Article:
In addition to the column chart, spend time thinking about projects or responsibilities you could give the employee as a stretch assignment based on what they said in the meeting. Maybe there are things you’re responsible for that you can hand over, and in doing so build valuable skills in a potential successor. Maybe this is an important project that would be important but you’re not tackling now because you don’t have someone to lead it.

First Planning Meeting

When you come back together, the two of you should compare notes. If you’re feeling comfortable about the conversation, let the employee go first. As they play their cards, you will be able to tailor what you have prepared to their ideas. If you go first, that’s fine, too. Start out by showing the column document, specifically digging into areas where the person would need to develop in order to be suitable for promotion, and use these to brainstorm some ideas.

Here are some thoughts on how this conversation could evolve:

  1. Work on a special project that will directly help the team or business achieve goals.
  2. Take over an area of your responsibility.
  3. Find mentors within the organization and define a program with them.
  4. Explore online courses or workshops that can directly serve team or company goals.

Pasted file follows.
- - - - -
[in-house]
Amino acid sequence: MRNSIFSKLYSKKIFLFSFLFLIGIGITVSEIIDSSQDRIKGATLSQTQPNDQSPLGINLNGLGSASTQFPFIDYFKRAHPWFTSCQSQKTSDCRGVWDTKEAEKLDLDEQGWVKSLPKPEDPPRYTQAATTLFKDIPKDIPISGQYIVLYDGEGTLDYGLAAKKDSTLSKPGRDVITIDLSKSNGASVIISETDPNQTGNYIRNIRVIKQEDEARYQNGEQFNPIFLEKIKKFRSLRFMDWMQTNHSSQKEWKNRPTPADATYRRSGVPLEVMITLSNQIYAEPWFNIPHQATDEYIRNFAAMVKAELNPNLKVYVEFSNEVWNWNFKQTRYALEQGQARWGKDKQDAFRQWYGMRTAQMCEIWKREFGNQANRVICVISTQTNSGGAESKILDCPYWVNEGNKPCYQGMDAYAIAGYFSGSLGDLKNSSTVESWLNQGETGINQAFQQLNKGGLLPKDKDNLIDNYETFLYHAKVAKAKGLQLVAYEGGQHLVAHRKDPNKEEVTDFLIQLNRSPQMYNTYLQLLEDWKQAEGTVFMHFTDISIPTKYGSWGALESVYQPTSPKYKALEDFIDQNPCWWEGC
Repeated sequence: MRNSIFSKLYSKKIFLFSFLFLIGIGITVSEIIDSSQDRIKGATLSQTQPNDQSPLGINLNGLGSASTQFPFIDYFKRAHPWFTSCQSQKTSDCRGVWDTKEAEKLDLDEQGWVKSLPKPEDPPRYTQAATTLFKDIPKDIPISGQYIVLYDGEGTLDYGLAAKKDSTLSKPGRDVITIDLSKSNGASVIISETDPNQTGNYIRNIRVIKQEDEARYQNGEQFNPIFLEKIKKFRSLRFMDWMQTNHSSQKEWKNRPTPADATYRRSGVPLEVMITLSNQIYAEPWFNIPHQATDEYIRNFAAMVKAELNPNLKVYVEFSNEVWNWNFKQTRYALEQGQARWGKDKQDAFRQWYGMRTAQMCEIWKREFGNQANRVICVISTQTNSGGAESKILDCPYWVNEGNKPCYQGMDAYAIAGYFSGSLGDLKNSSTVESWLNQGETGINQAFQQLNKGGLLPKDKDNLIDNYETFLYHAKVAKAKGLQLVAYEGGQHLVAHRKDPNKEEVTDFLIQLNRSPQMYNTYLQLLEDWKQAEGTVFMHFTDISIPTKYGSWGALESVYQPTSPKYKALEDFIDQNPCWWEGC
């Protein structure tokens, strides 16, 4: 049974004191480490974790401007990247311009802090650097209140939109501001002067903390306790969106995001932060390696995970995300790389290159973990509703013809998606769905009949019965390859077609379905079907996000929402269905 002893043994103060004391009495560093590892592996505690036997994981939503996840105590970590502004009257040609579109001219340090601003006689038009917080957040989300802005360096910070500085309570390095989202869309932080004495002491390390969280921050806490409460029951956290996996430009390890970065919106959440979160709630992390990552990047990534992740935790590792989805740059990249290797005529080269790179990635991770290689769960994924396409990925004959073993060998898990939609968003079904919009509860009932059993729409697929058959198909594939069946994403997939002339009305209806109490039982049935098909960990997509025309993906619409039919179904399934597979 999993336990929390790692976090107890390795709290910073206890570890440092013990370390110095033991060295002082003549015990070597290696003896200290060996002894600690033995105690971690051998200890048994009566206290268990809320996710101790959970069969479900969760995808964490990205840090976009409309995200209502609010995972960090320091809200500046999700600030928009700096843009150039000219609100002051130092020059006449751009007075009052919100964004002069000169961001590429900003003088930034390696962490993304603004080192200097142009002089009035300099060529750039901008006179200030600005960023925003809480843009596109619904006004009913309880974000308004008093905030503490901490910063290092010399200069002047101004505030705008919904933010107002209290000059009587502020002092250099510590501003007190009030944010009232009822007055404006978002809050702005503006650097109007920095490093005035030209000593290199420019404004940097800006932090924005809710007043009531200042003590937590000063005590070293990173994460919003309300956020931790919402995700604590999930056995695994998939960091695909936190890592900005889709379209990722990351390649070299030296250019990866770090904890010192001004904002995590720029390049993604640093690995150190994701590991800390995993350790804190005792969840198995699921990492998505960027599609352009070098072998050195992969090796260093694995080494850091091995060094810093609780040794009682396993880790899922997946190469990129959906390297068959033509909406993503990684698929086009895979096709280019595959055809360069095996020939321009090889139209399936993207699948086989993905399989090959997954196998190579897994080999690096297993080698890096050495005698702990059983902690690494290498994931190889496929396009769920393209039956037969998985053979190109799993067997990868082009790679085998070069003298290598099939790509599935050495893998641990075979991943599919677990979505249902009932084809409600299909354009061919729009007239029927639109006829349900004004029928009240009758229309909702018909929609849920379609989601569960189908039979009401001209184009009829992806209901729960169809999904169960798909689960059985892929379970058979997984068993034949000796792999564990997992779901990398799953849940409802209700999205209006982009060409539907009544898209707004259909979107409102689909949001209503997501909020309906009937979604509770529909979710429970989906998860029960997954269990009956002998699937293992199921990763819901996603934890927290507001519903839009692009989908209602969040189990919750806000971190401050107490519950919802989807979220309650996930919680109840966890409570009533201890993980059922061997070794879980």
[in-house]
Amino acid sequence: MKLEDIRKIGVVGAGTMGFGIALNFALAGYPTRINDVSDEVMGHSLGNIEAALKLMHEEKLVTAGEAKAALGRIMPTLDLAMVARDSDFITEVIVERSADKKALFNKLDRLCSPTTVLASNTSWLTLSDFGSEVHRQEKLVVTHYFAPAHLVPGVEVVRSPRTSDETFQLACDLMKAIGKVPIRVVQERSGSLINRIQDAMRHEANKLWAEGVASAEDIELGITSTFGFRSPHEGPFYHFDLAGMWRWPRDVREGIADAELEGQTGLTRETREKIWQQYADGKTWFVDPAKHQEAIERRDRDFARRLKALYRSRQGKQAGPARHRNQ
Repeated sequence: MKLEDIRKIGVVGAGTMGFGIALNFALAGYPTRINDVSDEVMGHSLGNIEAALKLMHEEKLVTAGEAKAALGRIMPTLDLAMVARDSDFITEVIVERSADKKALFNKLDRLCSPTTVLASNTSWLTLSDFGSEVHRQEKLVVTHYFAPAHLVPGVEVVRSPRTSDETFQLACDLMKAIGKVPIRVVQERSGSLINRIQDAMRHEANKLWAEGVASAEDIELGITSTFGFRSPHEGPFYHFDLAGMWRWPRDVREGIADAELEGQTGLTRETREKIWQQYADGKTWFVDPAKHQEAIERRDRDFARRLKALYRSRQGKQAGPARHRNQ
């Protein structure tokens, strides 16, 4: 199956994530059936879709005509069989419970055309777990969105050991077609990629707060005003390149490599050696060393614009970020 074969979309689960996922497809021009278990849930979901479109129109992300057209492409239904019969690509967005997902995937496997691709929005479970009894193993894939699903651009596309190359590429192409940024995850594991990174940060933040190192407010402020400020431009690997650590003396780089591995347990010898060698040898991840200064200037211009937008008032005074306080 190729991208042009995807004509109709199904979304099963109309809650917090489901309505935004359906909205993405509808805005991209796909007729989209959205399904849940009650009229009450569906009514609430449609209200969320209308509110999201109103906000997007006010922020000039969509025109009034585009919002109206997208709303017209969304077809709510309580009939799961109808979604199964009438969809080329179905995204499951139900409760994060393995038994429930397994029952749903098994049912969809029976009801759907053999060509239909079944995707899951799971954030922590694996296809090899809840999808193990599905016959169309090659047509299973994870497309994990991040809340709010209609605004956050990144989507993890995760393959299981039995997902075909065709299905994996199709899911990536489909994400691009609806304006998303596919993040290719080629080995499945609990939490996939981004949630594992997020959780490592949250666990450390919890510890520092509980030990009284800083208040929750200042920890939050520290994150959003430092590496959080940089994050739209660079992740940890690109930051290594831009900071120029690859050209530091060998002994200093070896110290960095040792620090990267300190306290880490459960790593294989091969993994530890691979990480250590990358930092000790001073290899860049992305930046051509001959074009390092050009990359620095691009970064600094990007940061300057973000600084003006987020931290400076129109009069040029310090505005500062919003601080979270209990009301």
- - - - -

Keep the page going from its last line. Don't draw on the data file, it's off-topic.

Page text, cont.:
This part is always going to be a little messy, but with a little effort and good faith, you should be able to find a solution.

Stretch and Promote, or Promote and Hope?

It should be evident from the discussion thus far that my approach to development opportunities requires the person to prove they’re ready for promotion before they actually get it. As a general principle, there are myriad reasons why this is preferable to just putting someone in a new role and hoping they work out.

Giving someone a development opportunity allows them to express and improve their own agency, deal with challenges, find balance in a time of uncertainty, and feel like they are valued. It gives you, the leader, a chance to do a test drive and see how a person might perform before getting locked in. Of course, that means they will need support from you, as well.

There are some practical reasons for this, too, especially in a corporate environment.

Planning Ahead

By giving someone stretch assignments and development opportunities, we are deliberately setting them on the path where they would expect promotion or greater reward. Most companies want these things to happen at scheduled intervals. Below is the typical “seasonality” of budgeting and promotions:

  • Budgets are typically set a few months before the end of a financial or calendar year.